Bumbling Around Busan (Part Two)

The following morning, The Bard and I wasted no time checking which café was open.  We returned to the 1+1 Café for another satisfying and highly caffeinated experience.

Afterward, The Bard wanted some alone time and Sugar felt better, so four of us made our first move of the day to Haeundae Beach.

I visited Haeundae in November for the Rugby Trip.  However, its beachfront restaurants and nostalgic California feeling made it feel brand new.  Upon arrival, I made the decision to ditch the diet.

“Fasting is dumb,” I thought.

“You’ll be sorry,” Anxiety-Brain warned.  I should have listened.

My first stop was Daiso, where I found some Lotte 72% cocoa cubes, some peanut butter Oreos, and a box of Tim Tams.  When I cheat, I cheat hard.

As we walked down the main thoroughfare towards the beach, we came across the Fuzzy Navel, a Mexican-inspired brunch restaurant.  Any restaurant that involves both “Mexican” and “brunch” proves irresistible for our group.  We were not disappointed.

The portions were substantial and the musical vibe was en pointe.  EDM and trance-inspired hip-hop made for a relaxed atmosphere to pass a Saturday morning.  We chowed down on nachos, tacos, and French fries with no regrets (yet).

As my friends continued toward the beach, I was ready for (more) dessert.  Actually, it wasn’t about being ready, it was about seeing a hot-ddeok stand and insisting that my stomach make room.

If I had no willpower, body shape goals, or nutritional knowledge, I would eat hot-ddeok until I was a bathroom-scale-breaking no-teeth-having physician-disregarding insulin-injecting sugar whore.  A classic Korean dessert item, hot-ddeok is ubiquitous in Korea during the winter season.  It is a deep fried rice pancake filled with molten honey and nuts traditionally coated with a sweet, nutty flour.  The first bite always burns (but it hurts so good).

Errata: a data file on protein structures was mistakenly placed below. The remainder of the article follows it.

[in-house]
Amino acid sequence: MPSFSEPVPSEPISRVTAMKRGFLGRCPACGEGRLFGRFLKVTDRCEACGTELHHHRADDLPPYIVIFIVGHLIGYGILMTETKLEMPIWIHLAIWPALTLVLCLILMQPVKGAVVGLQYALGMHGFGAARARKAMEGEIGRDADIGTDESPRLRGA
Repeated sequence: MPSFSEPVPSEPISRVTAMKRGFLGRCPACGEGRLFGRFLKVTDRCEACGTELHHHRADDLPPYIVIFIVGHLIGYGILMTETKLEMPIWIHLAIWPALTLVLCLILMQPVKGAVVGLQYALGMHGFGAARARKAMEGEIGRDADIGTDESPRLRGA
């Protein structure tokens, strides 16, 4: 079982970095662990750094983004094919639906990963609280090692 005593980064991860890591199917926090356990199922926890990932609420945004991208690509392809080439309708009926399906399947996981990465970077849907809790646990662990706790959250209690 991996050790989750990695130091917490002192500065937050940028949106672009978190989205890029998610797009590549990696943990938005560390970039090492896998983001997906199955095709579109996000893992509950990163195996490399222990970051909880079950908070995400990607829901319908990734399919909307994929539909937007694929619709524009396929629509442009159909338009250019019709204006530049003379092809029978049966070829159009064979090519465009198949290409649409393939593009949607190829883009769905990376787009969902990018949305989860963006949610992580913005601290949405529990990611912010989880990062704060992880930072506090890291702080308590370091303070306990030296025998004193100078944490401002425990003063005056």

On the beach, I opened my Tim Tams and munched in ignorant bliss.  My friends’ admonitions could not deter me.  However, the chocolate-coated cookies did not distract me from the beautiful view.  It was awesome relaxing on the beach during the cold months before throngs of tourists turn Haeundae into the equivalent of an overcrowded urine-soaked public pool.

One gentleman swam in the water and then proceeded to perform Tai Chi shirtless.  We tipped our hats to him (though none of us had a brim).

Next on our list was the Haedong Yonggungsa Temple – a seaside Buddhist refuge.  Potato recommended it (she recommends a good 80% of the sites we visit).  I stocked up on candy bars and snacked all the way.

After a subway and taxi ride, we encountered the sweet serenity of the temple.  Stacks of rocks and statues populated the pristine seaside landscape.  I even felt compelled to bow to one Buddha statue.  Pictures flooded my phone (which I’m sure you’ve seen).

After the temple, we decided to roll into Lotte Mall.  The absurd scale of this complex blew my mind.  Not only did this place have a Lotte Mart (essentially a Korean Wal-Mart), but it also boasted an outlet for almost any brand one could imagine.  I was disinterested in clothing and shockingly interested in food, so I made my way to Lotte Mart and munched on a Korean corn dog.

Leaving the mall, we crossed the street straight into the tail-end of some kind of festival.  It appeared to be a christening party for a new commercial development.  However, I had no real idea.  I just knew they had street meat – chicken skewers to be precise.  It was spicy.  I thanked my lucky stars that The Bard had taught me to close my mouth and breathe through my nose to alleviate the burn.  This time it didn’t hurt so good.